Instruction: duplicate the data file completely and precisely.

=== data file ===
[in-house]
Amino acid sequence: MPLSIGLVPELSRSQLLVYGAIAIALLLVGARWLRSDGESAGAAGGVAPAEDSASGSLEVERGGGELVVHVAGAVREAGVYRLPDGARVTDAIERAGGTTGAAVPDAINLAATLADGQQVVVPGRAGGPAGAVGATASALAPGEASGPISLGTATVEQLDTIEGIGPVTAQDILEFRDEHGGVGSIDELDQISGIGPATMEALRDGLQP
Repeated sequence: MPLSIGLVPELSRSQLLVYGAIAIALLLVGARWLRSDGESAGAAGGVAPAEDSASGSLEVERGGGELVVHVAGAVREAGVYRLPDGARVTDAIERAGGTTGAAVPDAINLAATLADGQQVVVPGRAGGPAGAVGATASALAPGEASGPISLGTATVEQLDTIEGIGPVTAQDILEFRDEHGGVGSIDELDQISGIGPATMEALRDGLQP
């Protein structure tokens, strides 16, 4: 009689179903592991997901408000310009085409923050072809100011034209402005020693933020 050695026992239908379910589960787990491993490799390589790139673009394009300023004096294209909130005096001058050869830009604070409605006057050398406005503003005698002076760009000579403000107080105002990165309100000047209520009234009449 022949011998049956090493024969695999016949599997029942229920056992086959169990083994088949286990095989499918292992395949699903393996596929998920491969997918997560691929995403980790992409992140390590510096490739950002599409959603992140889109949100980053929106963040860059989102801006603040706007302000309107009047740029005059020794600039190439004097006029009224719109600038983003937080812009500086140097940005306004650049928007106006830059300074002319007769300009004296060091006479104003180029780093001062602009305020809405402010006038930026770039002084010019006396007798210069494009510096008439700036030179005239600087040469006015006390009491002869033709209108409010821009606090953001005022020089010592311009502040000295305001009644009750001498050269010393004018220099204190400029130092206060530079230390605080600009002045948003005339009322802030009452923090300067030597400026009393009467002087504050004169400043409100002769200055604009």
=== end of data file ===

[in-house]
Amino acid sequence: MPLSIGLVPELSRSQLLVYGAIAIALLLVGARWLRSDGESAGAAGGVAPAEDSASGSLEVERGGGELVVHVAGAVREAGVYRLPDGARVTDAIERAGGTTGAAVPDAINLAATLADGQQVVVPGRAGGPAGAVGATASALAPGEASGPISLGTATVEQLDTIEGIGPVTAQDILEFRDEHGGVGSIDELDQISGIGPATMEALRDGLQP
Repeated sequence: MPLSIGLVPELSRSQLLVYGAIAIALLLVGARWLRSDGESAGAAGGVAPAEDSASGSLEVERGGGELVVHVAGAVREAGVYRLPDGARVTDAIERAGGTTGAAVPDAINLAATLADGQQVVVPGRAGGPAGAVGATASALAPGEASGPISLGTATVEQLDTIEGIGPVTAQDILEFRDEHGGVGSIDELDQISGIGPATMEALRDGLQP
């Protein structure tokens, strides 16, 4: 009689179903592991997901408000310009085409923050072809100011034209402005020693933020 050695026992239908379910589960787990491993490799390589790139673009394009300023004096294209909130005096001058050869830009604070409605006057050398406005503003005698002076760009000579403000107080105002990165309100000047209520009234009449 022949011998049956090493024969695999016949599997029942229920056992086959169990083994088949286990095989499918292992395949699903393996596929998920491969997918997560691929995403980790992409992140390590510096490739950002599409959603992140889109949100980053929106963040860059989102801006603040706007302000309107009047740029005059020794600039190439004097006029009224719109600038983003937080812009500086140097940005306004650049928007106006830059300074002319007769300009004296060091006479104003180029780093001062602009305020809405402010006038930026770039002084010019006396007798210069494009510096008439700036030179005239600087040469006015006390009491002869033709209108409010821009606090953001005022020089010592311009502040000295305001009644009750001498050269010393004018220099204190400029130092206060530079230390605080600009002045948003005339009322802030009452923090300067030597400026009393009467002087504050004169400043409100002769200055604009």